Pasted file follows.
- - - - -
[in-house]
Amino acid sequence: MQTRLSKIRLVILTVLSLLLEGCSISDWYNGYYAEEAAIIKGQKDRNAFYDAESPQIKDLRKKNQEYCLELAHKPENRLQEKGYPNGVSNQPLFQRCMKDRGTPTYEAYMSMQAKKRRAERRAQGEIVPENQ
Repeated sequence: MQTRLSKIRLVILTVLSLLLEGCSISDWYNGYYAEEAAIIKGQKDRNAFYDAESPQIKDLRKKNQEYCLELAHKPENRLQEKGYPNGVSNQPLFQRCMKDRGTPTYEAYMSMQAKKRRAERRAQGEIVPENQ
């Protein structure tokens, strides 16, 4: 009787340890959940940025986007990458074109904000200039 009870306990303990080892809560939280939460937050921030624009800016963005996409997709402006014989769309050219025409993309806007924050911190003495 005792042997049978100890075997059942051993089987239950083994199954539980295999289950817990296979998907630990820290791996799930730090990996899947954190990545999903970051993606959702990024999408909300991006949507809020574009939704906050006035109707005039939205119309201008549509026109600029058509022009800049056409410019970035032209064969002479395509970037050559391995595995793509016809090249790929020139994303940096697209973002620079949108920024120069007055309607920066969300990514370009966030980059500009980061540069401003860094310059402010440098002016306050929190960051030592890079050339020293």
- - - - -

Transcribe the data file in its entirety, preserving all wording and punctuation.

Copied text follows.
[in-house]
Amino acid sequence: MQTRLSKIRLVILTVLSLLLEGCSISDWYNGYYAEEAAIIKGQKDRNAFYDAESPQIKDLRKKNQEYCLELAHKPENRLQEKGYPNGVSNQPLFQRCMKDRGTPTYEAYMSMQAKKRRAERRAQGEIVPENQ
Repeated sequence: MQTRLSKIRLVILTVLSLLLEGCSISDWYNGYYAEEAAIIKGQKDRNAFYDAESPQIKDLRKKNQEYCLELAHKPENRLQEKGYPNGVSNQPLFQRCMKDRGTPTYEAYMSMQAKKRRAERRAQGEIVPENQ
């Protein structure tokens, strides 16, 4: 009787340890959940940025986007990458074109904000200039 009870306990303990080892809560939280939460937050921030624009800016963005996409997709402006014989769309050219025409993309806007924050911190003495 005792042997049978100890075997059942051993089987239950083994199954539980295999289950817990296979998907630990820290791996799930730090990996899947954190990545999903970051993606959702990024999408909300991006949507809020574009939704906050006035109707005039939205119309201008549509026109600029058509022009800049056409410019970035032209064969002479395509970037050559391995595995793509016809090249790929020139994303940096697209973002620079949108920024120069007055309607920066969300990514370009966030980059500009980061540069401003860094310059402010440098002016306050929190960051030592890079050339020293």